Generalized linear models for in-vitro nanoparticle-cell interactions
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Nanomedicine techniques are quite promising in terms of treatment and detection of cancerous cells. Targeted drug delivery plays an important role in this field of cancer nanotechnology. A lot of studies have been conducted so far concerning nanoparticle (NP)-cell interaction. Most of them fail to propose a mathematical model for a quantitative prediction of cellular uptake rate with measurable accuracy. In this thesis, we investigate cell-NP interactions and propose statistical models to predict cellular uptake rate. Size, surface charge, chemical structure (type), concentration of NPs and incubation time are known to affect the cellular uptake rate. Generalized linear models are employed to explain the change in uptake rate with the consideration of those effects and their interactions. The data set was obtained from in-vitro NP-healthy cell experiments conducted by the Nanomedicine & Advanced Technologies Research Center in Turkey. Statistical models predicting cellular uptake rate are proposed for sphere-shaped Silica, polymethyl methacrylate (PMMA), and polylactic acid (PLA) NPs.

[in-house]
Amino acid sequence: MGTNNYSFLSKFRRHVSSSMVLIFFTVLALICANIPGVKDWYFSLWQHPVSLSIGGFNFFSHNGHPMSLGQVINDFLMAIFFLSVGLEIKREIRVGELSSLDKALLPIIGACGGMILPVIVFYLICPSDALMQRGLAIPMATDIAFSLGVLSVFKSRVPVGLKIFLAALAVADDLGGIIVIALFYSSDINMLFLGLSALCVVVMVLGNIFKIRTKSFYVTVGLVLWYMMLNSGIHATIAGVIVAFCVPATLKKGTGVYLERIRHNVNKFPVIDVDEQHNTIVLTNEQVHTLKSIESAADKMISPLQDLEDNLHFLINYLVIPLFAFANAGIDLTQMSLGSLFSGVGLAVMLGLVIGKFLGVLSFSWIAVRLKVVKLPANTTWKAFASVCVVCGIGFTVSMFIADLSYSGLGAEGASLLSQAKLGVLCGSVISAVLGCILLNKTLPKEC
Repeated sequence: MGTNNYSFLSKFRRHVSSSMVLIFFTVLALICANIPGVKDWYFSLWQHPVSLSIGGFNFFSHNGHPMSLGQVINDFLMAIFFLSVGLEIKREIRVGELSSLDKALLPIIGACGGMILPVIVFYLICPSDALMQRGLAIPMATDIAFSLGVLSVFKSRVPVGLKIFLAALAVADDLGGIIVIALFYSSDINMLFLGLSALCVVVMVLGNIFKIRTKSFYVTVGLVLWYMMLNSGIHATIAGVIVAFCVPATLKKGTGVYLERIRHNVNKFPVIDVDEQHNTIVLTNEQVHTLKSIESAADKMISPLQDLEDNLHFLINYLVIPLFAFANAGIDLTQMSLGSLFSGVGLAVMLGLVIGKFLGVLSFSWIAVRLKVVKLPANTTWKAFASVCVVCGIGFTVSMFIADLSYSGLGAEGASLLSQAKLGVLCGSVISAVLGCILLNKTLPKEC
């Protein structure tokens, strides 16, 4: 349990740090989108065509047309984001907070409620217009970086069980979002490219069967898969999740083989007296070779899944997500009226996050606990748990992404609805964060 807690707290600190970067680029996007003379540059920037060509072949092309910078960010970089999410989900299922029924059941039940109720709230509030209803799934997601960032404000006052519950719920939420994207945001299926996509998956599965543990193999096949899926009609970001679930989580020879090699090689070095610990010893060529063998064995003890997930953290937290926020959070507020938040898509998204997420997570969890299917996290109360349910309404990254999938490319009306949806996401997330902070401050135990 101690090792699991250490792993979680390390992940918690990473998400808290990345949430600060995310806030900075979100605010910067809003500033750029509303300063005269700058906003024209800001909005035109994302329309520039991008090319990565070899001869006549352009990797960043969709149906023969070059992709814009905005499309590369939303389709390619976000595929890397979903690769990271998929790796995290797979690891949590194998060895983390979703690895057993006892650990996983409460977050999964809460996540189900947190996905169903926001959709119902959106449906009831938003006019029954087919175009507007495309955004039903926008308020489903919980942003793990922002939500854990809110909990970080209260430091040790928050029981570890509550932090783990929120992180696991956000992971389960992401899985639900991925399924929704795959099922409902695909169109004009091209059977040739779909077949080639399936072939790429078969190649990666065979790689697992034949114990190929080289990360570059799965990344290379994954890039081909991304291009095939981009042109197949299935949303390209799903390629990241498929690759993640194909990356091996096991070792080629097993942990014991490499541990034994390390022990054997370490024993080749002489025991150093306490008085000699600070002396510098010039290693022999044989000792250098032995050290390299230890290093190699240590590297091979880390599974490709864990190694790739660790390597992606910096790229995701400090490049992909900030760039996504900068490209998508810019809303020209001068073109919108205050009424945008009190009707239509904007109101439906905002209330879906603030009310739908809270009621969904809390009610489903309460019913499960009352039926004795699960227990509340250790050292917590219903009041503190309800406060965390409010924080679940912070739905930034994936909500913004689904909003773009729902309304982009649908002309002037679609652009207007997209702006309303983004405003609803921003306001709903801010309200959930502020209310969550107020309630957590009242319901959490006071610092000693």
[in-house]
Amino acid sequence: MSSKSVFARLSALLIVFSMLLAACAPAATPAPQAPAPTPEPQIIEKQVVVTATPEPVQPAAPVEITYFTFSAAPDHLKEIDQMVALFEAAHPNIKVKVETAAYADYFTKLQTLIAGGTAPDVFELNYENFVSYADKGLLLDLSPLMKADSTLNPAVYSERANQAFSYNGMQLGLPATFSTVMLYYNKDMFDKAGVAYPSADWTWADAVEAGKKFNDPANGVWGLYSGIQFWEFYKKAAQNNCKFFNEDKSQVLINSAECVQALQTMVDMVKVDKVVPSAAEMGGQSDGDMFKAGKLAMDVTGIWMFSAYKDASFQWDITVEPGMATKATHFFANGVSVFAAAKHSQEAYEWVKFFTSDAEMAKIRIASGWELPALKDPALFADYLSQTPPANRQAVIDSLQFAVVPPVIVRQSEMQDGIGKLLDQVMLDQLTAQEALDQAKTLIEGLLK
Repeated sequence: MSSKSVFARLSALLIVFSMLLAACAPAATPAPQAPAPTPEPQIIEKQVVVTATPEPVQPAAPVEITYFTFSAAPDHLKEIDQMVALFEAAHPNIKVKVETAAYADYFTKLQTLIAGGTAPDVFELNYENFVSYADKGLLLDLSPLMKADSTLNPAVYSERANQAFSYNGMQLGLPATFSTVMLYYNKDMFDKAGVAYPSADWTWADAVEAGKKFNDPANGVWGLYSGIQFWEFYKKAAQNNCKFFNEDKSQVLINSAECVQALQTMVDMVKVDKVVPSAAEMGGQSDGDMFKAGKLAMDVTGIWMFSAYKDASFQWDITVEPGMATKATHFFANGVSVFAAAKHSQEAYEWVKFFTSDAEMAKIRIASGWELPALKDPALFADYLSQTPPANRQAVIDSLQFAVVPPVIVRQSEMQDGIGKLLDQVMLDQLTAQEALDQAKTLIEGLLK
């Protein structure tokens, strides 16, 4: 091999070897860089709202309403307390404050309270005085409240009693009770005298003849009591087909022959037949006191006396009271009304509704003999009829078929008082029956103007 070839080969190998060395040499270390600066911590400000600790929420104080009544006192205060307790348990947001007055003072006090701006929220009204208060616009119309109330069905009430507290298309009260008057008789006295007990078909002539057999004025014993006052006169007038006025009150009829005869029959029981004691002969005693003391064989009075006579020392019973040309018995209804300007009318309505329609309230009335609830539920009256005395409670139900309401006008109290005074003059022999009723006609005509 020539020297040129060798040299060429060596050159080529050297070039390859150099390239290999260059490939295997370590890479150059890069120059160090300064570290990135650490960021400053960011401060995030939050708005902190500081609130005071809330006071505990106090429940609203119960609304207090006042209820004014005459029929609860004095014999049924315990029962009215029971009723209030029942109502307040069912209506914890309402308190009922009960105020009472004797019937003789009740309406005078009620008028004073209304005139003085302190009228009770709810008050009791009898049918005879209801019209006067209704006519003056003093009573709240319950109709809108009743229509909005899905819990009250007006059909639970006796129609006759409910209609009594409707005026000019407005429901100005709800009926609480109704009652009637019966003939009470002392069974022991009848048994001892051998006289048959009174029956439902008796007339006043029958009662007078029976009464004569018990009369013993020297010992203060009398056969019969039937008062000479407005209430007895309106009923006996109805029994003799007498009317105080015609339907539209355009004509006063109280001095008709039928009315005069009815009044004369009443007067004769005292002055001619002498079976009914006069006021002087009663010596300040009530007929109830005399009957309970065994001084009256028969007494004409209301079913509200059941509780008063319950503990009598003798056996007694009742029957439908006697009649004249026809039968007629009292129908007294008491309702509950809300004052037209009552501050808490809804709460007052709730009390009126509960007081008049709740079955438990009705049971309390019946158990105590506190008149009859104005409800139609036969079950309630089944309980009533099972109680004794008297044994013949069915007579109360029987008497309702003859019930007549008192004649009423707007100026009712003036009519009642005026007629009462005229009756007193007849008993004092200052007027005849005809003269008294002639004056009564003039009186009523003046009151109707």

generalized linear models